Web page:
Residents Can Attest to Demand for FPs
I recently served as a panelist during National Primary Care Week activities at my alma mater, Marshall University's Joan C. Edwards School of Medicine. During our session, one of the medical school students asked me how family medicine might change in light of more mid-levels providing primary care. Specifically, the student wanted to know if demand for family physicians might fizzle.
Family physicians are in demand more than any other
specialty and have been for seven years running, according to Merritt Hawkins. The health care search and consulting firm
said in a report last month that the growing demand for family physicians stems
from the need for employed FPs in hospitals and health care systems.
The number of medical students choosing family medicine increased for the fourth straight year in the 2013 National Resident Matching Program, and more U.S. seniors matched to family medicine than in any year since 2002.
Despite those positive signs, the supply of family physicians is nowhere near balanced with the demand. Researchers estimate that the country needs 52,000 more primary care physicians by 2025.
The fact that family physicians are in demand should come as no surprise to family medicine residents. I receive solicitations daily from recruiters, despite the fact that I'm not looking for a job. I signed a contract more than a year ago for a position that will start in August 2014. Most residents don't sign that early, but I found exactly the kind of practice I wanted to join. The federally qualified health center is a patient-centered medical home with a physician friendly electronic health record. Its reimbursement model includes per-member, per-month fees.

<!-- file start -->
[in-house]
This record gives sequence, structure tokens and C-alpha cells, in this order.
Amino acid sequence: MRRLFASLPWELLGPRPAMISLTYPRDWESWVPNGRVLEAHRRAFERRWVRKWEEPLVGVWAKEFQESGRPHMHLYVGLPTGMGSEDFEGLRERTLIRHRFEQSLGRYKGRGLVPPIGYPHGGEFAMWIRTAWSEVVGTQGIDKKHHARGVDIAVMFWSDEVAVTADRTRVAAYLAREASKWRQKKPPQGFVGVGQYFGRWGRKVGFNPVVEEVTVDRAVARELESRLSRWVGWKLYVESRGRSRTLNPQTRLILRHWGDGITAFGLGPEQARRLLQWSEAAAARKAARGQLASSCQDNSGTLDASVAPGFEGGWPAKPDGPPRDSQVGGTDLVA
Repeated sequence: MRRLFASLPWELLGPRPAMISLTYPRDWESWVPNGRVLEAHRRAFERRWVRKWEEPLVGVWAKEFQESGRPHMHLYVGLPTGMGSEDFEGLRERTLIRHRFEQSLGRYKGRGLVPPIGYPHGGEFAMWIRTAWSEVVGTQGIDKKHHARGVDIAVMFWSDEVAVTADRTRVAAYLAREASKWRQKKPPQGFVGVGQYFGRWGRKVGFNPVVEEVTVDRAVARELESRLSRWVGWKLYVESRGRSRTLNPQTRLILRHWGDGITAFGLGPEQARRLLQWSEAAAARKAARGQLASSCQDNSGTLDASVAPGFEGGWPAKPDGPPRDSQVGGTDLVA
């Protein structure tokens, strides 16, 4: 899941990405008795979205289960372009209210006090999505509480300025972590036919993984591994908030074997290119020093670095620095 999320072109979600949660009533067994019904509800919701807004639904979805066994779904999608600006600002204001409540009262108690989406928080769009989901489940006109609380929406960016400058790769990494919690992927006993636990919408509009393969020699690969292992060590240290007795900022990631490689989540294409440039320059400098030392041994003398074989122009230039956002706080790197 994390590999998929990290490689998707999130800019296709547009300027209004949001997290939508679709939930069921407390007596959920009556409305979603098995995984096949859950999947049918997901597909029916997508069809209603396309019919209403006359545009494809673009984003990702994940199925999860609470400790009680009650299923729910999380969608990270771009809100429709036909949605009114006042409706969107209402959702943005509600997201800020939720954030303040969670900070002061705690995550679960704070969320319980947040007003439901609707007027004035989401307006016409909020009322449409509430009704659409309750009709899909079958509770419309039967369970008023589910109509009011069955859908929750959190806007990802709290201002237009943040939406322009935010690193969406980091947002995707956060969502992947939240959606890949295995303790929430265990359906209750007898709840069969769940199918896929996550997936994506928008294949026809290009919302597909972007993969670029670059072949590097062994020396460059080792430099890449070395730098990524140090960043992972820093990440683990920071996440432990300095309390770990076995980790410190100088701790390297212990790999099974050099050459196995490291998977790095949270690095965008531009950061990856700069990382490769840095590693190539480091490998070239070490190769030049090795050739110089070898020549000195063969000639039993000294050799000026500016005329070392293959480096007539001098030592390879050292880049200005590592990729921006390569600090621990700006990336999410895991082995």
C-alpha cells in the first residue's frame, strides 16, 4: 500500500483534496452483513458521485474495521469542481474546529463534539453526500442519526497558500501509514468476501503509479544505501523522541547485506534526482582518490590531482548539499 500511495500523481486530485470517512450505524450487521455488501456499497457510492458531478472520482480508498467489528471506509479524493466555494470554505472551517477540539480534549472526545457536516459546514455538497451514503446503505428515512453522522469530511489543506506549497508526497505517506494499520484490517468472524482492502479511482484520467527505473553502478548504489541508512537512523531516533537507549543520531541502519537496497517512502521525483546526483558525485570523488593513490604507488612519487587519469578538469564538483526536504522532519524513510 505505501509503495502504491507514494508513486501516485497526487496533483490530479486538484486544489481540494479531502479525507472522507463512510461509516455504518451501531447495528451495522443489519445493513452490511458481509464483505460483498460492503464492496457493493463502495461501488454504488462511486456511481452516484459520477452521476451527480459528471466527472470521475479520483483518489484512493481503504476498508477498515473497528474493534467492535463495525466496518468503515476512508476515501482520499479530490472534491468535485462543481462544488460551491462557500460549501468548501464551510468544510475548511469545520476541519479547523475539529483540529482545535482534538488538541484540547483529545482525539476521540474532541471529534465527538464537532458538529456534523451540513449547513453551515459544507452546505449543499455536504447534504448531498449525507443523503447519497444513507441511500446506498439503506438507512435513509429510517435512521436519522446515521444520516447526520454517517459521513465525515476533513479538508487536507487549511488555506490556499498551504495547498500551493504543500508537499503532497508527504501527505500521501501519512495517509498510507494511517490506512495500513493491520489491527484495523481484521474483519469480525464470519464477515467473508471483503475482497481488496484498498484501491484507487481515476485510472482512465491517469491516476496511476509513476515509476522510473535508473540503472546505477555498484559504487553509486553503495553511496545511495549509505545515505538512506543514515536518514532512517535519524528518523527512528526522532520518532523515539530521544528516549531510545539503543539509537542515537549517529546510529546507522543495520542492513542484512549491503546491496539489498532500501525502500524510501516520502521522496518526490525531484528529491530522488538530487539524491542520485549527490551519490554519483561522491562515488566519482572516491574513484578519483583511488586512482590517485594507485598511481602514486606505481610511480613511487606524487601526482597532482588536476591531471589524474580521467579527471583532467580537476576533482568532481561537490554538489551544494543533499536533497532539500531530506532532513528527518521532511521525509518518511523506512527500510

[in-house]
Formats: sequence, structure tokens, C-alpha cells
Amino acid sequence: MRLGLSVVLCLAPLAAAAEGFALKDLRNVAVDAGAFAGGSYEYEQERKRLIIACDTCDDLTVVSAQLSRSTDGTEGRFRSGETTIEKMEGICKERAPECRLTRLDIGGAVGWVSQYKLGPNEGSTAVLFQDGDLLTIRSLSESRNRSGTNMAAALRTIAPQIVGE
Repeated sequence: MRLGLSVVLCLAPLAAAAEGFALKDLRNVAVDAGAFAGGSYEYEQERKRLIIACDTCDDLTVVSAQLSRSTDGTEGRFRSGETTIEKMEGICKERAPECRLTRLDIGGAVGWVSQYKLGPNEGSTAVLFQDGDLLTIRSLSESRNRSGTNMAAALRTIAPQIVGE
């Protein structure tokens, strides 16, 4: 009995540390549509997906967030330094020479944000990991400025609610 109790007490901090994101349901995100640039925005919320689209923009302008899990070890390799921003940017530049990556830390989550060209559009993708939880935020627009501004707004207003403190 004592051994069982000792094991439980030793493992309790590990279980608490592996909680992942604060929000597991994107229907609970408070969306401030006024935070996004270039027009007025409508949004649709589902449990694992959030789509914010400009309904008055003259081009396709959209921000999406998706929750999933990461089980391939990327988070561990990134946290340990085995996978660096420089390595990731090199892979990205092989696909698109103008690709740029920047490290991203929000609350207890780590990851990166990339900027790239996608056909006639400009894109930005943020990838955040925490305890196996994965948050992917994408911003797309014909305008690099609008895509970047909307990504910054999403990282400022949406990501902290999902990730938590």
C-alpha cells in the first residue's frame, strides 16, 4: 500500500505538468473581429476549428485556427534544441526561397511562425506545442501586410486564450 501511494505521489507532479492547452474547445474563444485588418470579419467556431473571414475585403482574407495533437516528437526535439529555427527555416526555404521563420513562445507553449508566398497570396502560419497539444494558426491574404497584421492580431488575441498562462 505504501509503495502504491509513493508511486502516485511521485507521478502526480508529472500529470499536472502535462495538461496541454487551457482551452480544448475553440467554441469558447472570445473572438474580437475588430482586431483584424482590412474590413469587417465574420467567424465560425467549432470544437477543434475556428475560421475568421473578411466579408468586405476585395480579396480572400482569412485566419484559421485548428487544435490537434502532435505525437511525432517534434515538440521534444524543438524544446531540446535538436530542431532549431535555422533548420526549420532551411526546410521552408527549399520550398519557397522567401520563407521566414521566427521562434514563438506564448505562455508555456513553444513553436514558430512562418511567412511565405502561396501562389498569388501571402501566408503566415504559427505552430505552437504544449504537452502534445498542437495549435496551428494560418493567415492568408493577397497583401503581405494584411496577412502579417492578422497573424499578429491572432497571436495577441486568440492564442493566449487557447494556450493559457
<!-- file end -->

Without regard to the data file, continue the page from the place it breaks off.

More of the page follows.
The practice is continually pursuing, and receiving, innovation grants and trying new things, so I'm happy with my choice. I'm not circulating my resume. I don't even have a LinkedIn account. And yet, the calls, e-mails and snail mail keep coming at home and at work every day.
One of my fellow third-year residents -- who is looking for a family medicine job -- said she receives more than a dozen e-mails a day from recruiters.
So what did I tell that student during our panel discussion?
I said that nurse practitioners often specialize, so they can't necessarily improve access to primary care in areas of need.
I said family physicians should work to appropriately incorporate mid-levels into our practices because they can play a vital role on our health care teams.
And, I pointed out that many patients prefer to see a physician, and some will switch practices if they don't think they have proper access to their doctor.
We are in demand by patients and employers, and that isn't likely to change.
Kimberly Becher, M.D., is the resident member of the AAFP Board of Directors.